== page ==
Njord and Skadi

Njord and Skadi

Skadi loved the mountains,
Njord loved the sea.
Where they should be living,
they could not agree.
High above his harbour,
Njord built Noatun,
his palace home for Skadi,
then he turned to her and said:
“Now will you come
and live with me?”

Skadi came from Thrymheim
where thunder has its home.
She cared not for gull cries
or the fall of foam.
She turned to him and said:
“I love to see your ships,
cruising from the coast,
but I miss my bears and eagles,
and the folk that I love most.”

Njord nodded his head and said:
“Then let us spend winter in my palace,
to hear the waves of the icy sea,
and spend summer in the mountains
where you grew wild and free.”
Skadi smiled upon his plan,
to which she was happy to agree.

So it was summer in the mountains,
and winter by the sea.
Njord built a boat for Skadi,
a floating mansion
with masts and sails,
to furrow through the ocean
on the paths of whales.

“Like the albatross of the arctic,
I will fly to you in my winged coat,
and I will live with you by the sea,”
Skadi promised Njord.
“Though I will pine for the mist
on the high horns of the mountains,
and the paths made by the goat.
I will help you put on your silver helmet
and your white cloak,
for I sense your love is strong for me
with roots deep as any oak.”

So they lived for seasons in the mountains,
and seasons by the sea.
Njord and Skadi found a way to be.
Freya was their daughter,
and their son was Frey.
They paddled in the water
in the north lands faraway.

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Nothing Happened

Nothing Happened

Let the crowd thin, then begin
to see why they gathered here.
When clear, on your own path steer.
That was the instruction
he had been given.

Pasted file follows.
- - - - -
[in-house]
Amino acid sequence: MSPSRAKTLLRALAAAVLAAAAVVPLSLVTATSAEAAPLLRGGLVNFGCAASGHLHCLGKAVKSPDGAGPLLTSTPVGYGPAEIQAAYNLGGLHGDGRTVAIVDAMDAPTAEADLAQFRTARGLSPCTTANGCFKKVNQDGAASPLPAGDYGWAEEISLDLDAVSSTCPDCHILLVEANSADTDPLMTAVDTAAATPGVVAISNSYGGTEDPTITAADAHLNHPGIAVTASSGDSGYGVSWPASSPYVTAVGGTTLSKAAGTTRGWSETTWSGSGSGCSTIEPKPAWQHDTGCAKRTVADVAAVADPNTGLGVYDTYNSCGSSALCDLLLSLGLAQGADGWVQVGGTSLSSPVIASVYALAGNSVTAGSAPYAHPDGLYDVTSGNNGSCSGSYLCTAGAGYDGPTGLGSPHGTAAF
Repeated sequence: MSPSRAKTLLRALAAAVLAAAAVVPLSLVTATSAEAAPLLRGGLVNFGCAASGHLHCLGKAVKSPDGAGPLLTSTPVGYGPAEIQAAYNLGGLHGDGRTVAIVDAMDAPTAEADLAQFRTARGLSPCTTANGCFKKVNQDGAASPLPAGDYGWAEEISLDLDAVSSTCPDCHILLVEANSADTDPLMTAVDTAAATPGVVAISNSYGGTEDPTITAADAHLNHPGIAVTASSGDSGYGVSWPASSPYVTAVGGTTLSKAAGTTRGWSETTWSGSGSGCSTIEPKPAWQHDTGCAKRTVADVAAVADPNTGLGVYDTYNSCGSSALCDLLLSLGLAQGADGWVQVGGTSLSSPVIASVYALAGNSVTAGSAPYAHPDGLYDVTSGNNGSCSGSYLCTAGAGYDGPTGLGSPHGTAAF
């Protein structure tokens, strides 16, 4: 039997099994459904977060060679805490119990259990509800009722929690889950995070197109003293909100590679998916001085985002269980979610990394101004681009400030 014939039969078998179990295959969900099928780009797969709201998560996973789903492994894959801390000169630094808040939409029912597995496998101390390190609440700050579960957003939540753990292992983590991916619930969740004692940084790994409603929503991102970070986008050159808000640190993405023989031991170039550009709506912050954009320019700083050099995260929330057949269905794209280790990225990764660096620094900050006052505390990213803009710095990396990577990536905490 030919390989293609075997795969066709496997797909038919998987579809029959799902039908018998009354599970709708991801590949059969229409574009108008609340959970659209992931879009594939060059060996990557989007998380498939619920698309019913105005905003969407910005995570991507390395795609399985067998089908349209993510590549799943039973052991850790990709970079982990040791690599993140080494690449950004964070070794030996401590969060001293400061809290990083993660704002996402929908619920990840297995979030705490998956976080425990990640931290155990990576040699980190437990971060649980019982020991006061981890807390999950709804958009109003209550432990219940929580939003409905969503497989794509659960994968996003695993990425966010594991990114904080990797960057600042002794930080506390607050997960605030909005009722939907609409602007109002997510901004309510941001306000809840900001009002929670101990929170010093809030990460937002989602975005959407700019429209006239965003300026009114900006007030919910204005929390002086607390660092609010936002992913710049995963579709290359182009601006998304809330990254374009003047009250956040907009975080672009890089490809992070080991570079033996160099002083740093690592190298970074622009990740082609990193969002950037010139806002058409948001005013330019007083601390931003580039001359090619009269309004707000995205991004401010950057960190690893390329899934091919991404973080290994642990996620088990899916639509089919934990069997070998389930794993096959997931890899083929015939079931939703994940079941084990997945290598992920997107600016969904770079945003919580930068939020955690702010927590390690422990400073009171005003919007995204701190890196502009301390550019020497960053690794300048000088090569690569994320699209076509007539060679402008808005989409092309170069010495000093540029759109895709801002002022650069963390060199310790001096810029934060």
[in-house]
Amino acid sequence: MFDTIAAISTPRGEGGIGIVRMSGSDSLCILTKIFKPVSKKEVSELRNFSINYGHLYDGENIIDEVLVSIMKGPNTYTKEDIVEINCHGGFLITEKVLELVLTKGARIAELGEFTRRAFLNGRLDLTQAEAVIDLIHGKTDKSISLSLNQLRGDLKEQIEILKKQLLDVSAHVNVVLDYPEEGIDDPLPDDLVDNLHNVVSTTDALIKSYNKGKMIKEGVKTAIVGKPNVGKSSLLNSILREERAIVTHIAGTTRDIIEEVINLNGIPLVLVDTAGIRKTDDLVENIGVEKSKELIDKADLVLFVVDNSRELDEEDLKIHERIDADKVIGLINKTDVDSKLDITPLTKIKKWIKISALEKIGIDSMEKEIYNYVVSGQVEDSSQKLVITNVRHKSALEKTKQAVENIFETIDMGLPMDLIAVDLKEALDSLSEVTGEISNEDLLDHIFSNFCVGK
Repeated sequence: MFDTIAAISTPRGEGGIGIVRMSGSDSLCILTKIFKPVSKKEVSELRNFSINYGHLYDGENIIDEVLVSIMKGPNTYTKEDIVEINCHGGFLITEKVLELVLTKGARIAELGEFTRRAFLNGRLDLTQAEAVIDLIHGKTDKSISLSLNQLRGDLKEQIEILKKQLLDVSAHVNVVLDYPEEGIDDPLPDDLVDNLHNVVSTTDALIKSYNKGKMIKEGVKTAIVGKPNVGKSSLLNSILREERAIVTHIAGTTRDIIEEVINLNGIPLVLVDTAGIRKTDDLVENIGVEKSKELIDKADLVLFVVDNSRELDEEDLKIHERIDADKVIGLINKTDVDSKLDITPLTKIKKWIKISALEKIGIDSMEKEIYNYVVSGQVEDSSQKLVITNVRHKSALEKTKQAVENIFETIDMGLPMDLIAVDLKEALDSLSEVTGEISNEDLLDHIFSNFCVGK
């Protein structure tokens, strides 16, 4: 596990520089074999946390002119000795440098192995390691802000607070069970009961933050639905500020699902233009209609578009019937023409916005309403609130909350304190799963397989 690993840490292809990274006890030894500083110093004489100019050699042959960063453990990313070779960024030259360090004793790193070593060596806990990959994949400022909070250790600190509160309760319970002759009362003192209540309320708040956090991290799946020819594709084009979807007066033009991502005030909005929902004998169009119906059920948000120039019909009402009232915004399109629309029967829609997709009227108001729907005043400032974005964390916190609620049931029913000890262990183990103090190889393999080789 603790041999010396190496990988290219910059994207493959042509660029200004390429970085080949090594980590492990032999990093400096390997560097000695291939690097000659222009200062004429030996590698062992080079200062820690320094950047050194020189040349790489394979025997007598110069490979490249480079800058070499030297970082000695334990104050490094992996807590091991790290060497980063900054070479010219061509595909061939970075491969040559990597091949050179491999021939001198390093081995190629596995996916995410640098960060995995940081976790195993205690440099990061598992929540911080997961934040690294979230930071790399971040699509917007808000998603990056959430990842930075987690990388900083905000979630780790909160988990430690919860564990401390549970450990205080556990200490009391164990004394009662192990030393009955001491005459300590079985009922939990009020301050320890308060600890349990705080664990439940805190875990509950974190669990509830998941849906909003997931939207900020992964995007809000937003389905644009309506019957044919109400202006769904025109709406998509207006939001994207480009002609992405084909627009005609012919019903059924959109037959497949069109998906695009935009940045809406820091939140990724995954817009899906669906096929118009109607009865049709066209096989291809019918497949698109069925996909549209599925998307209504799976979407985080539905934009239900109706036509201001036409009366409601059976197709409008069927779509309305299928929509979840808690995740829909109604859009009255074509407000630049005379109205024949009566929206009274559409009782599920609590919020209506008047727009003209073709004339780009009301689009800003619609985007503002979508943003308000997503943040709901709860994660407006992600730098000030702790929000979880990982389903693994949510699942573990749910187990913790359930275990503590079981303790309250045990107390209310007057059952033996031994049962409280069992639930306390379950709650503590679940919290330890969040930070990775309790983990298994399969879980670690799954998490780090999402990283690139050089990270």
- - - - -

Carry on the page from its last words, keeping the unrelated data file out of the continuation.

Now all he could see was
an empty city square
with pigeons nodding about,
looking for bread crumbs, no doubt,
orange peel and apple cores.
So nothing happened here at all, he thought,
as he walked off in the wind,
passing by the windows of the stores.

The inconvenience of reality,
he had to tackle every day.
He needed money in his wallet,
if he wanted to go away.
And every shuttered face he saw
seemed harassed, guilty of some crime,
and the railway station tower clock
had quite forgotten time.

So he sat in a hotel lobby,
and tried to look involved.
In his mind, a private detective,
his last case almost solved.
A force that splintered light,
and shredded every sound,
drove him to the dock lands,
to see where all the ships were bound.

Maybe he was feeling paranoid,
but the lamp post looked annoyed.
He wondered if he could ask someone
who could tell you who you are,
certain that he had a guide,
but blank clouds hid his star.

And a woman on a balcony
was pointing at the sky,
as if she had never seen before
an aeroplane fly by.
And though nothing had happened,
he felt one day it could,
when all the gates were open,
and he survived the wreckage
of the fire and the flood.